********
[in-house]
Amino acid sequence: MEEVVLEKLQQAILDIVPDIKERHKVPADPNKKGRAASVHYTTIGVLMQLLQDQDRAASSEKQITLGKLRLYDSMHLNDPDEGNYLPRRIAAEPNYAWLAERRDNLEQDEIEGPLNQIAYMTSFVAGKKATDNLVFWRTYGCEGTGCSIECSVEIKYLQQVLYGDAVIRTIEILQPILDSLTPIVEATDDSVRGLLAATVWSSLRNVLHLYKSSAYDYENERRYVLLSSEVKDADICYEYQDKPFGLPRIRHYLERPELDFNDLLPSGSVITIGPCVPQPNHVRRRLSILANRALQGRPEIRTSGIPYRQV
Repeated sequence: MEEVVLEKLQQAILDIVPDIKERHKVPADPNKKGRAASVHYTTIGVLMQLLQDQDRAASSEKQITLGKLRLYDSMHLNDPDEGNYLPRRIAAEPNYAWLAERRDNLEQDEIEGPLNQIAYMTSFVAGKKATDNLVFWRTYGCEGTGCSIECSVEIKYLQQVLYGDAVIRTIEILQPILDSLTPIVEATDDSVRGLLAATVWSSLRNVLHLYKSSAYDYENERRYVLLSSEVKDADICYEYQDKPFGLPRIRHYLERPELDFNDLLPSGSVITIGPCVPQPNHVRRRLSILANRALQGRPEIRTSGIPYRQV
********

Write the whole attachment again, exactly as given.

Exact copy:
[in-house]
Amino acid sequence: MEEVVLEKLQQAILDIVPDIKERHKVPADPNKKGRAASVHYTTIGVLMQLLQDQDRAASSEKQITLGKLRLYDSMHLNDPDEGNYLPRRIAAEPNYAWLAERRDNLEQDEIEGPLNQIAYMTSFVAGKKATDNLVFWRTYGCEGTGCSIECSVEIKYLQQVLYGDAVIRTIEILQPILDSLTPIVEATDDSVRGLLAATVWSSLRNVLHLYKSSAYDYENERRYVLLSSEVKDADICYEYQDKPFGLPRIRHYLERPELDFNDLLPSGSVITIGPCVPQPNHVRRRLSILANRALQGRPEIRTSGIPYRQV
Repeated sequence: MEEVVLEKLQQAILDIVPDIKERHKVPADPNKKGRAASVHYTTIGVLMQLLQDQDRAASSEKQITLGKLRLYDSMHLNDPDEGNYLPRRIAAEPNYAWLAERRDNLEQDEIEGPLNQIAYMTSFVAGKKATDNLVFWRTYGCEGTGCSIECSVEIKYLQQVLYGDAVIRTIEILQPILDSLTPIVEATDDSVRGLLAATVWSSLRNVLHLYKSSAYDYENERRYVLLSSEVKDADICYEYQDKPFGLPRIRHYLERPELDFNDLLPSGSVITIGPCVPQPNHVRRRLSILANRALQGRPEIRTSGIPYRQV